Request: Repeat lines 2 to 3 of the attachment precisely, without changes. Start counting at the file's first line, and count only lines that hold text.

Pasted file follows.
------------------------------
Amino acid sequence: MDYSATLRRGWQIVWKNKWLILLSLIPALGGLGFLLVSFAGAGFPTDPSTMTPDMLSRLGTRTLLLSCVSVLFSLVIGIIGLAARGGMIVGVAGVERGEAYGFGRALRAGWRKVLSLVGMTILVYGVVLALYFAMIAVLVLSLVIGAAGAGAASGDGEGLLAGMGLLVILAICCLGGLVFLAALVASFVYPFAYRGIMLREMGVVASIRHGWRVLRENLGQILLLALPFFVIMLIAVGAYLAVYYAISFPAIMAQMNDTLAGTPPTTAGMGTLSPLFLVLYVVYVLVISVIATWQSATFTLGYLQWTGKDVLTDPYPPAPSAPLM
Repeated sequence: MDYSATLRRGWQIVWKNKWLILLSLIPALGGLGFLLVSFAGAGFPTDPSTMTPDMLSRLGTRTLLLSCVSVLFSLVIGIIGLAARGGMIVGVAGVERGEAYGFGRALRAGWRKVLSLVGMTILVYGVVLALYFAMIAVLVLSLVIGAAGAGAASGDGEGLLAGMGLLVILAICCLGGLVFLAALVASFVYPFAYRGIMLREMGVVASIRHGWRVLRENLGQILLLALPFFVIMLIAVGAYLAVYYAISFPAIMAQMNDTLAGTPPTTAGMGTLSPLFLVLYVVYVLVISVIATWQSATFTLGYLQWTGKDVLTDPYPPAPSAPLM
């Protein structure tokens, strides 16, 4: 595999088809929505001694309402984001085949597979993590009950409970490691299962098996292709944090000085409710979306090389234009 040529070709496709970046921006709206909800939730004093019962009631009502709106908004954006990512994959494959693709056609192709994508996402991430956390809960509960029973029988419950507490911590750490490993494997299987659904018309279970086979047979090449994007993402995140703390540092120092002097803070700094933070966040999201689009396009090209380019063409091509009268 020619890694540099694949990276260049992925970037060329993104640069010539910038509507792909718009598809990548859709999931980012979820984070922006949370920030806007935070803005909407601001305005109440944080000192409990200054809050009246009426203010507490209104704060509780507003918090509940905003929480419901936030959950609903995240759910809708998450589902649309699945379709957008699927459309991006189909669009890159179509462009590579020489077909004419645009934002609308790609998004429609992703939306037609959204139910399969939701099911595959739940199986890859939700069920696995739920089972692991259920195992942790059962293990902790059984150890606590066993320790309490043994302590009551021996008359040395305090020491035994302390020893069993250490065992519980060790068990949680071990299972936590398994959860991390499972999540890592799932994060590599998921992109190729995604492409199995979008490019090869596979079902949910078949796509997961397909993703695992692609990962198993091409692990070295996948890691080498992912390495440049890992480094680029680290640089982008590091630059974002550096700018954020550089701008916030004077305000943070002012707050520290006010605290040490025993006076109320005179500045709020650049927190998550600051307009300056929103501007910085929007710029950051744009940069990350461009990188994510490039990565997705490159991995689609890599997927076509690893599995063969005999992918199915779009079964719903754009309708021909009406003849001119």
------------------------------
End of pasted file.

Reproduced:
Repeated sequence: MDYSATLRRGWQIVWKNKWLILLSLIPALGGLGFLLVSFAGAGFPTDPSTMTPDMLSRLGTRTLLLSCVSVLFSLVIGIIGLAARGGMIVGVAGVERGEAYGFGRALRAGWRKVLSLVGMTILVYGVVLALYFAMIAVLVLSLVIGAAGAGAASGDGEGLLAGMGLLVILAICCLGGLVFLAALVASFVYPFAYRGIMLREMGVVASIRHGWRVLRENLGQILLLALPFFVIMLIAVGAYLAVYYAISFPAIMAQMNDTLAGTPPTTAGMGTLSPLFLVLYVVYVLVISVIATWQSATFTLGYLQWTGKDVLTDPYPPAPSAPLM
């Protein structure tokens, strides 16, 4: 595999088809929505001694309402984001085949597979993590009950409970490691299962098996292709944090000085409710979306090389234009 040529070709496709970046921006709206909800939730004093019962009631009502709106908004954006990512994959494959693709056609192709994508996402991430956390809960509960029973029988419950507490911590750490490993494997299987659904018309279970086979047979090449994007993402995140703390540092120092002097803070700094933070966040999201689009396009090209380019063409091509009268 020619890694540099694949990276260049992925970037060329993104640069010539910038509507792909718009598809990548859709999931980012979820984070922006949370920030806007935070803005909407601001305005109440944080000192409990200054809050009246009426203010507490209104704060509780507003918090509940905003929480419901936030959950609903995240759910809708998450589902649309699945379709957008699927459309991006189909669009890159179509462009590579020489077909004419645009934002609308790609998004429609992703939306037609959204139910399969939701099911595959739940199986890859939700069920696995739920089972692991259920195992942790059962293990902790059984150890606590066993320790309490043994302590009551021996008359040395305090020491035994302390020893069993250490065992519980060790068990949680071990299972936590398994959860991390499972999540890592799932994060590599998921992109190729995604492409199995979008490019090869596979079902949910078949796509997961397909993703695992692609990962198993091409692990070295996948890691080498992912390495440049890992480094680029680290640089982008590091630059974002550096700018954020550089701008916030004077305000943070002012707050520290006010605290040490025993006076109320005179500045709020650049927190998550600051307009300056929103501007910085929007710029950051744009940069990350461009990188994510490039990565997705490159991995689609890599997927076509690893599995063969005999992918199915779009079964719903754009309708021909009406003849001119």